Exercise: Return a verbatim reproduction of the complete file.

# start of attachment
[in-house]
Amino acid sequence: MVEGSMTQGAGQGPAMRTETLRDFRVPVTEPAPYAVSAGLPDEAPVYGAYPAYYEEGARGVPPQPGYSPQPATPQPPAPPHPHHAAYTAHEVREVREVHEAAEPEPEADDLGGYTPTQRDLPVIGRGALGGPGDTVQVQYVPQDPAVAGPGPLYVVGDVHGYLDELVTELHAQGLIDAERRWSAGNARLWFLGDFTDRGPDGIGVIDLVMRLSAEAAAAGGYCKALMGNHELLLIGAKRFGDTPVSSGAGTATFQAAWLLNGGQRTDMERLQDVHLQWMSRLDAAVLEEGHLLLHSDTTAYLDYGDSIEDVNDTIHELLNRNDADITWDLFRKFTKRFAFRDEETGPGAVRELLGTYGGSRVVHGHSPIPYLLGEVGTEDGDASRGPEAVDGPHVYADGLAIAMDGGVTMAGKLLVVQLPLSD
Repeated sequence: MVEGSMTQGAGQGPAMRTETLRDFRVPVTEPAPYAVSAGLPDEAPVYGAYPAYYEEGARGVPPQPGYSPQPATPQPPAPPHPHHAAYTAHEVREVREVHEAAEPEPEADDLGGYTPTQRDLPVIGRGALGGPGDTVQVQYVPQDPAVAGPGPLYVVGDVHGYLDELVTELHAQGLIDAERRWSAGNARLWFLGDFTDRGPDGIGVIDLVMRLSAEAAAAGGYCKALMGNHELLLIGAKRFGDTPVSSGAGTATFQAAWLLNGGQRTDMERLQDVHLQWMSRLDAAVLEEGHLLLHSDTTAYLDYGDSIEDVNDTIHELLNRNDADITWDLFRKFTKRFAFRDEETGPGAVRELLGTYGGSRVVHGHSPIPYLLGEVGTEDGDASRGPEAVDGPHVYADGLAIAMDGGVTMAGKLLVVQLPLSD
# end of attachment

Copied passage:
[in-house]
Amino acid sequence: MVEGSMTQGAGQGPAMRTETLRDFRVPVTEPAPYAVSAGLPDEAPVYGAYPAYYEEGARGVPPQPGYSPQPATPQPPAPPHPHHAAYTAHEVREVREVHEAAEPEPEADDLGGYTPTQRDLPVIGRGALGGPGDTVQVQYVPQDPAVAGPGPLYVVGDVHGYLDELVTELHAQGLIDAERRWSAGNARLWFLGDFTDRGPDGIGVIDLVMRLSAEAAAAGGYCKALMGNHELLLIGAKRFGDTPVSSGAGTATFQAAWLLNGGQRTDMERLQDVHLQWMSRLDAAVLEEGHLLLHSDTTAYLDYGDSIEDVNDTIHELLNRNDADITWDLFRKFTKRFAFRDEETGPGAVRELLGTYGGSRVVHGHSPIPYLLGEVGTEDGDASRGPEAVDGPHVYADGLAIAMDGGVTMAGKLLVVQLPLSD
Repeated sequence: MVEGSMTQGAGQGPAMRTETLRDFRVPVTEPAPYAVSAGLPDEAPVYGAYPAYYEEGARGVPPQPGYSPQPATPQPPAPPHPHHAAYTAHEVREVREVHEAAEPEPEADDLGGYTPTQRDLPVIGRGALGGPGDTVQVQYVPQDPAVAGPGPLYVVGDVHGYLDELVTELHAQGLIDAERRWSAGNARLWFLGDFTDRGPDGIGVIDLVMRLSAEAAAAGGYCKALMGNHELLLIGAKRFGDTPVSSGAGTATFQAAWLLNGGQRTDMERLQDVHLQWMSRLDAAVLEEGHLLLHSDTTAYLDYGDSIEDVNDTIHELLNRNDADITWDLFRKFTKRFAFRDEETGPGAVRELLGTYGGSRVVHGHSPIPYLLGEVGTEDGDASRGPEAVDGPHVYADGLAIAMDGGVTMAGKLLVVQLPLSD